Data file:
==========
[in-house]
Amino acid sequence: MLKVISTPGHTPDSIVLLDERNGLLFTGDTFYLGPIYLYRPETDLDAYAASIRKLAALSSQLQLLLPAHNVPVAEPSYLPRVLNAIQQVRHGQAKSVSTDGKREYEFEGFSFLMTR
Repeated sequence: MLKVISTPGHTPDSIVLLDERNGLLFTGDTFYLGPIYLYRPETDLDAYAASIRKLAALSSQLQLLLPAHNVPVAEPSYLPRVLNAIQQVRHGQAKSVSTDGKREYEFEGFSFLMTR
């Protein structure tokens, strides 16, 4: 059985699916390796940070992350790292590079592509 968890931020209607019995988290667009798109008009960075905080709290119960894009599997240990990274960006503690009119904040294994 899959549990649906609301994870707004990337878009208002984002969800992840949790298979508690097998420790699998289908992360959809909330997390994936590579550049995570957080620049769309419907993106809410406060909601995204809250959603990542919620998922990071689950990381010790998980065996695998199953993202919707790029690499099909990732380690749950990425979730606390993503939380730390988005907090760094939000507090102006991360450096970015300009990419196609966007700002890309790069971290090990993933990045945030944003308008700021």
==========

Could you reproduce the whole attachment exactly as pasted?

[in-house]
Amino acid sequence: MLKVISTPGHTPDSIVLLDERNGLLFTGDTFYLGPIYLYRPETDLDAYAASIRKLAALSSQLQLLLPAHNVPVAEPSYLPRVLNAIQQVRHGQAKSVSTDGKREYEFEGFSFLMTR
Repeated sequence: MLKVISTPGHTPDSIVLLDERNGLLFTGDTFYLGPIYLYRPETDLDAYAASIRKLAALSSQLQLLLPAHNVPVAEPSYLPRVLNAIQQVRHGQAKSVSTDGKREYEFEGFSFLMTR
């Protein structure tokens, strides 16, 4: 059985699916390796940070992350790292590079592509 968890931020209607019995988290667009798109008009960075905080709290119960894009599997240990990274960006503690009119904040294994 899959549990649906609301994870707004990337878009208002984002969800992840949790298979508690097998420790699998289908992360959809909330997390994936590579550049995570957080620049769309419907993106809410406060909601995204809250959603990542919620998922990071689950990381010790998980065996695998199953993202919707790029690499099909990732380690749950990425979730606390993503939380730390988005907090760094939000507090102006991360450096970015300009990419196609966007700002890309790069971290090990993933990045945030944003308008700021």